SOURCES

*1) "1939: The first Nepalese official visit to the United States took place, during the homeward journey of General Krishna Rana, Nepal's Minister in London." A PICTORIAL CHRONOLOGY (Up to Year 1957)-2000 http://www.south-asia.com/USA/chrono1.htm

*1) "April 25, 1947: An Agreement of Commerce and Friendship was signed in Kathmandu between the United States and Nepal. The agreement provided for the establishment of diplomatic and consular relations, established a standard for treatment of American nationals and established a rule of non discrimination in future commercial relations." A PICTORIAL CHRONOLOGY (Up to Year 1957)-2000 http://www.south-asia.com/USA/chrono1.htm

*This Shows how the US doesnít care for Nepal, by taking slow actions in signing diplomatic relations in Nepal.

**2) In August 1951, the two governments agreed to raise the status of their respective diplomatic representations to the rank of ambassador. It was not until August 1959, however, that each country established a resident embassy in each other's capital."

Http://www.lcweb2.loc.gov.com/

**This quote can conclude how the USA is slow and uninterested in furthering its relations with Nepal.

3) "The Department of State advise US citizens to carefully consider travel in Nepal." Source: embassy of the United States, Katmandu, Nepal, March 8, 2001.

FUNDING:

The funding of our plan will cost exactly $779,125,345. We will get this money from two main sources and two main sources are:

1) The first main source is as I said in Plank #7 The US will pass a bill in congress that authorizes a Nepalese Relief tax that will tax each household in the US (citizens only) $2 yearly per tax payer for 15 years. The population of the US is 275,562,673 (CIA World Fact Book), and when you multiply it by 2 it will become $551,125,346.

2) The second main source is that we would put a 19% tariff on the imports of the Nepalese Government. The total cost of imports in Nepal is $1.2 billion, and when you get 19% of that amount it will become $228 million.

And when you add both the first and second sources it would be $779,125,345, not more and not less.

This shows that we do not need any more sources except the US and Nepal, also it show s that we calculated the exact amount needed for the exact population of the Nepalese people.

We extracted these numbers and percentages from "The CIA World Fact Book 2000" and "The Library of Congress".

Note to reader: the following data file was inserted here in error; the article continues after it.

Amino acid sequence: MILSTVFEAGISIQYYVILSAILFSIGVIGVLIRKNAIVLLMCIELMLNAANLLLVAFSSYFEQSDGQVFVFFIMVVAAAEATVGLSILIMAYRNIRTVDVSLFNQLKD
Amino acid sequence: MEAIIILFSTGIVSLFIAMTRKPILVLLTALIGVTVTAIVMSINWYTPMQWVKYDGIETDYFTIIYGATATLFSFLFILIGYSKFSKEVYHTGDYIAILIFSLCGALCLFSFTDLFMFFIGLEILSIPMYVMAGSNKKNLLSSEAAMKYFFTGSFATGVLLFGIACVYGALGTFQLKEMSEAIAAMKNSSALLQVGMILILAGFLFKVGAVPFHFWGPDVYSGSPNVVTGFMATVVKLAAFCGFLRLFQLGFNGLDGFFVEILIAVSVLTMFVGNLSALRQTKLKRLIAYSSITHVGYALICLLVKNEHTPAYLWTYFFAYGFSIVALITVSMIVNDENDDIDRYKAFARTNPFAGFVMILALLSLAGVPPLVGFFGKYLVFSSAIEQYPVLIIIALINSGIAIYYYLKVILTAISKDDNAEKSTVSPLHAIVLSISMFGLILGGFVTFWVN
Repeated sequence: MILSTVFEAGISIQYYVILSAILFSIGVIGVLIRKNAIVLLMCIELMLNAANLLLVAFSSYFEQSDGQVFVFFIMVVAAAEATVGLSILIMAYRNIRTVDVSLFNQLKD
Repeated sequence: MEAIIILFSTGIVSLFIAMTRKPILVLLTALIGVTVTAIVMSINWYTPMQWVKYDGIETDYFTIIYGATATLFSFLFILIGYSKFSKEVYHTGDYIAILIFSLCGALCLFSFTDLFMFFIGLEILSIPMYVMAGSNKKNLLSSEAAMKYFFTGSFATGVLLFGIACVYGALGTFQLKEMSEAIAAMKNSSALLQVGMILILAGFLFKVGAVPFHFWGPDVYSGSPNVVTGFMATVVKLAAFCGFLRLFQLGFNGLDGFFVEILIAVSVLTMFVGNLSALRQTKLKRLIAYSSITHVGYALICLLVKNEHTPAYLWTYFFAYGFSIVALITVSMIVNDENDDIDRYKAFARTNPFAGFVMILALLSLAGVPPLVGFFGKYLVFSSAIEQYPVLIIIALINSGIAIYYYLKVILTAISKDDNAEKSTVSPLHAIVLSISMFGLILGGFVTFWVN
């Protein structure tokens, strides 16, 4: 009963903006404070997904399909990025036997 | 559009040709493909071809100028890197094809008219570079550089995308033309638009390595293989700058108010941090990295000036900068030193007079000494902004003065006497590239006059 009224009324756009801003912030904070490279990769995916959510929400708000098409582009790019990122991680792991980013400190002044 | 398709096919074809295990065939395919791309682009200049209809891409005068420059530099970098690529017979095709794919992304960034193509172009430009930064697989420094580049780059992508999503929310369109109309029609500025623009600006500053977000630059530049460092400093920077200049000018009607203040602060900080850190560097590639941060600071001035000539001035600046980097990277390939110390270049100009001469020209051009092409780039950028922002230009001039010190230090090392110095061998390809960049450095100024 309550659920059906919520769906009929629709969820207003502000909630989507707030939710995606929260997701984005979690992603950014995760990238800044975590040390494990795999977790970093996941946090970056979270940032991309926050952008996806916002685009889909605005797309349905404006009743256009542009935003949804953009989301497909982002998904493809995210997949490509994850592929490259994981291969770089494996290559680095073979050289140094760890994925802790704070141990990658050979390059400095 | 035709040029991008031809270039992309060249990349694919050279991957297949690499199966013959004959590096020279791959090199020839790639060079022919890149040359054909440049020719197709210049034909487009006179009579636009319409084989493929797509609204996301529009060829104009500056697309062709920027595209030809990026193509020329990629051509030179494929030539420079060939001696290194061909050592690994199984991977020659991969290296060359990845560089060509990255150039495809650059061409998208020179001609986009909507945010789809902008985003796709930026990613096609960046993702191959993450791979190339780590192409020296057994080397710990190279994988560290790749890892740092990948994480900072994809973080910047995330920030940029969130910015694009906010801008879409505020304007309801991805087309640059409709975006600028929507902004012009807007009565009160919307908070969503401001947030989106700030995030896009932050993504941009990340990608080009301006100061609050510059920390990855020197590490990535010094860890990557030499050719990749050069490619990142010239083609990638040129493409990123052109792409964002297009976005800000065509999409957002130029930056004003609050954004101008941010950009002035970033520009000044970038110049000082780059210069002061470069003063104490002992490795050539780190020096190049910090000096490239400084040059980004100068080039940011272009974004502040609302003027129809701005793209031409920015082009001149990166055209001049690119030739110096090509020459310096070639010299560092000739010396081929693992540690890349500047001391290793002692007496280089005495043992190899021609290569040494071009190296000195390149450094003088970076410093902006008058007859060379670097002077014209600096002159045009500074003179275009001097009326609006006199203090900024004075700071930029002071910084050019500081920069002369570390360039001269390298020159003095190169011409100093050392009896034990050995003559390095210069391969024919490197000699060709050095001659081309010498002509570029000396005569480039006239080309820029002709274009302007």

Working Model

1) One working model is Puerto Rico who is right now on a 13-year tax holiday. This working model represents ours because we are proposing a 15-year tax holiday...

2) Our working model represents Bhutan also by the strategic location they both share; they are both landlocked between two major power countries, china and India. The only difference is that Nepalís economy is suffering and Bhutan isn't. So the working model of Bhutan therefore results in Nepal bettering its economy.

3) Sikkum WAS a country that used to be between Nepal and Bhutan...

And because of the social instability that took place years ago, Sikkum now no longer exists...it now belongs to India. We are relating Sikkum as a working model to prove in reality what might happen to Nepal if immediate action is not taken...

Evidence

"Sikkum is now a part of India wedged between the kingdoms of Nepal and Bhutan."

http://iias.leidenuniv.nl/host/himalaya/individ/lepcha.html

"Bhutan is a landlocked; strategic location between India and China; controls several key Himalayan Mountain passes." CIA World Fact Book, Bhutan. Geography. Http://www.odci.gov/cia/publications/factbook/geos/bt.html

"The country remains dependent upon a system of tax preferences and federal funding from United States. Puerto Rican growth and inflation trends generally follow those on the US mainland." Http://www.puerto-rico.gov/econ/taxes/hol.html

I also have evidence that shows that Puerto Rico has no external debt. "Debt Ė external: $NA" CIA World Fact Book. "GDP: real growth rate: 6.5%"

SOLVENCY

This plan solves economic and social problems in Nepal. It solves the social problems because this plan will help get children that donít attend school attend it and get educates. School enrollments in Nepal are very low at a percentage of 33%. Our plan will raise the percentage of school enrollments in Nepal. This plan also solves the economic problems because after the educated children graduate, the unemployment rate will reduce and the economy will rise gradually. When the children become educated and graduate, the Nepalese will have first priority to work, and the number of migrants to Nepal will reduce. After the substantial change in the economy, poverty will decrease and the average income will increase.